Advice for lost and found cats
If you have lost your cat:
Don’t panic! Cats can disappear for days at a time and return with no trouble.
- all rooms, cupboards, boxes and household appliances, eg washing machines
- gardens and hedges – he may be hurt, frightened and hiding nearby. Keep calling him, particularly at night when it’s quiet. Put out his used litter tray as cats can smell this from a distance. Put out a bowl of water and some tasty smelly food
- sheds and garages
- the lost and found section of your local newspaper
- your microchip company (and make sure your registered contact details are up to date)
- local veterinary practices
- neighbours, using leaflets – or even better, talk to them directly to ensure they check garages etc – or better still, ask if you can check there yourself (pay particular attention where neighbours are away, as cats can get locked in by accident)
- us and other local cat charities
- as many 'lost pet' websites that you can find
- the cleansing department of your local council
- your postman, milkman and newspaper delivery person
- Facebook groups such as ‘Lost and Found Pets in High Wycombe and Surrounding Areas’, ‘Harveys Army South’, ‘Lost and Found Pets UK’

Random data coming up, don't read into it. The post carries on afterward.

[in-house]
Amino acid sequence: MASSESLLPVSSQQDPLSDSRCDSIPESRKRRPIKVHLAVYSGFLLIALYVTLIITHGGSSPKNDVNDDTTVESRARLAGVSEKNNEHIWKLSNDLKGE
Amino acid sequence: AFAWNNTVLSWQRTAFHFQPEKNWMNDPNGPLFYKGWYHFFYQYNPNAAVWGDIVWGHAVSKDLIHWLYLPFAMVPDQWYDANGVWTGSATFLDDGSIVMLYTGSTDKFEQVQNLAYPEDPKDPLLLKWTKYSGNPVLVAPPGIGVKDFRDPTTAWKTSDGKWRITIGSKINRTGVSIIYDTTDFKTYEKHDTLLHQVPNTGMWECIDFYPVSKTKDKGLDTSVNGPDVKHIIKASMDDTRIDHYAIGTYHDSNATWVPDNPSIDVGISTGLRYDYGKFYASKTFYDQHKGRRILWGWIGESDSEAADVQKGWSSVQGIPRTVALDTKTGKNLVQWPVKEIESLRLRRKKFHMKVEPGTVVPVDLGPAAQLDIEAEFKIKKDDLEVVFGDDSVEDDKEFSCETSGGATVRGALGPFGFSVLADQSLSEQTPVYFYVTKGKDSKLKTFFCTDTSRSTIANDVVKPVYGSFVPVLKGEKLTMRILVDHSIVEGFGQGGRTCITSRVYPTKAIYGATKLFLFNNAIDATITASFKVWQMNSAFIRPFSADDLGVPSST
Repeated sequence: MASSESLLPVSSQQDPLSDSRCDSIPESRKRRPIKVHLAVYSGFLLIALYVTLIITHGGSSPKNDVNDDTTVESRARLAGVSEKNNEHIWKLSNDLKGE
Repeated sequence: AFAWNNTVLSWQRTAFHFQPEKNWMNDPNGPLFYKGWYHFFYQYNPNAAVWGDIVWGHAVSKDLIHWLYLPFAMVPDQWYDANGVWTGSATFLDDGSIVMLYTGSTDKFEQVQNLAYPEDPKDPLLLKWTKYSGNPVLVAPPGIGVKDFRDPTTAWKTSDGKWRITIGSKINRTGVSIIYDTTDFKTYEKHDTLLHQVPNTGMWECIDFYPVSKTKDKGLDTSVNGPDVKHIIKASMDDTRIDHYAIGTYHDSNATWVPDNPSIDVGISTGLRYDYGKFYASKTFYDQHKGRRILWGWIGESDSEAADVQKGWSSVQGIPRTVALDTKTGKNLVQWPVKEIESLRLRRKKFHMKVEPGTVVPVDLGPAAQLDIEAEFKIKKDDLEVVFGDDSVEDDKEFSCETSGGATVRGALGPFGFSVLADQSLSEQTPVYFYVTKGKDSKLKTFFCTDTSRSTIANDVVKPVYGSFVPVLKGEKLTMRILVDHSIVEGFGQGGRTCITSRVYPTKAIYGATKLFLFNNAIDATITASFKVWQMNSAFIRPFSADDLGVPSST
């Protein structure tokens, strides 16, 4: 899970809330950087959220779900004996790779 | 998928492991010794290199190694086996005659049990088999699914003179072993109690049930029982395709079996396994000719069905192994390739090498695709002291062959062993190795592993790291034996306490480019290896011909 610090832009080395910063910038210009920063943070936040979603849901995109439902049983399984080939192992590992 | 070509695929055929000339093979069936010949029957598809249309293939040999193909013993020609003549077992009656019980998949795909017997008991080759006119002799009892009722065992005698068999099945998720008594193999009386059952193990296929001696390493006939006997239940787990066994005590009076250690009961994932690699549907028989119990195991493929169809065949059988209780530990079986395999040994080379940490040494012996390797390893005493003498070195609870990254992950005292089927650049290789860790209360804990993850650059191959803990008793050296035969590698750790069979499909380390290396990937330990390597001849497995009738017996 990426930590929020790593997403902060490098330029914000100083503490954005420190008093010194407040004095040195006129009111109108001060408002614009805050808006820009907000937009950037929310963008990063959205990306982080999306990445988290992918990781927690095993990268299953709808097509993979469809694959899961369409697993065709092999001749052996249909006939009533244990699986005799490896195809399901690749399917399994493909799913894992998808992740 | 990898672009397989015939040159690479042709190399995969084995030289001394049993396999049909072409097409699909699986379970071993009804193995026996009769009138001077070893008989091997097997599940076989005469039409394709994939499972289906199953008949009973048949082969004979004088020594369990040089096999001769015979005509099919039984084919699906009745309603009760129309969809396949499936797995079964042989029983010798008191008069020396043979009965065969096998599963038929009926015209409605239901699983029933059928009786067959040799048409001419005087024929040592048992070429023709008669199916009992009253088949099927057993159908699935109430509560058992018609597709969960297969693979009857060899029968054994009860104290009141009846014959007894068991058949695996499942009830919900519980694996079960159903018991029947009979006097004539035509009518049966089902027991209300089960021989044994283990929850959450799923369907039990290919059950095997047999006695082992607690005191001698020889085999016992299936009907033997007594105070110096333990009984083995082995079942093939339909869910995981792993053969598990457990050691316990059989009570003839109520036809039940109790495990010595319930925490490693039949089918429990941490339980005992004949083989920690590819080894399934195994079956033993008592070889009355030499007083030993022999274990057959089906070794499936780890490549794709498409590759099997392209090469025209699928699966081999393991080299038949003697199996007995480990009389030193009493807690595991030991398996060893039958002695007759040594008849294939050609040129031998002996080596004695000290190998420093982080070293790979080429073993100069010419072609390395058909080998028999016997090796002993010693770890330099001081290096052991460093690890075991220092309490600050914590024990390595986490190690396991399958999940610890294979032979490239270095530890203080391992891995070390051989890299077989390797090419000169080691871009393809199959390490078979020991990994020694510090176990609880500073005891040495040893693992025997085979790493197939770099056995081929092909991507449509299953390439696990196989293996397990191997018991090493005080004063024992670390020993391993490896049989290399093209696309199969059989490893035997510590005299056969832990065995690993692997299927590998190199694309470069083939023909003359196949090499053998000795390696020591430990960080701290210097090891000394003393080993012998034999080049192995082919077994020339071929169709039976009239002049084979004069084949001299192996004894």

- posters on trees, distribute leaflets to shops, post office, garages.
- in local schools, newspapers, radio
- on local noticeboards, including a recent photograph of your missing cat
- offer a reward
If you have found a cat:
- the earlier you report your cat is missing, the more likely it is that it will be found
- we know that losing a cat can be very traumatic for you. If you need some practical information and emotional support, please call our free Paws to Listen service on 0800 024 9494 or email firstname.lastname@example.org
- when your cat does return, DO inform any organisations who have been asked to look for it
- have your cat microchipped!
- Only feed the cat if it is thin and starving
- See if it looks like any on our lost page, or any listed on the 'lost cat' places above (eg Facebook)
- Knock on the doors of houses nearby to see if anybody knows who might own the cat
- Take the cat to a vet who will check for a microchip (free of charge), and you can ask if anyone has reported a similar cat missing
- Put a paper collar on the cat - try this a few times if the collar comes off
- Produce some 'cat found' leaflets to be distributed in the area it was found
- Contact us and other local cat rescues, just in case anybody reports their cat as missing to us
Doing these things is often very successful in reuniting a cat with its owners and it is important that this advice is followed before Cats Protection takes the cat in for rehoming.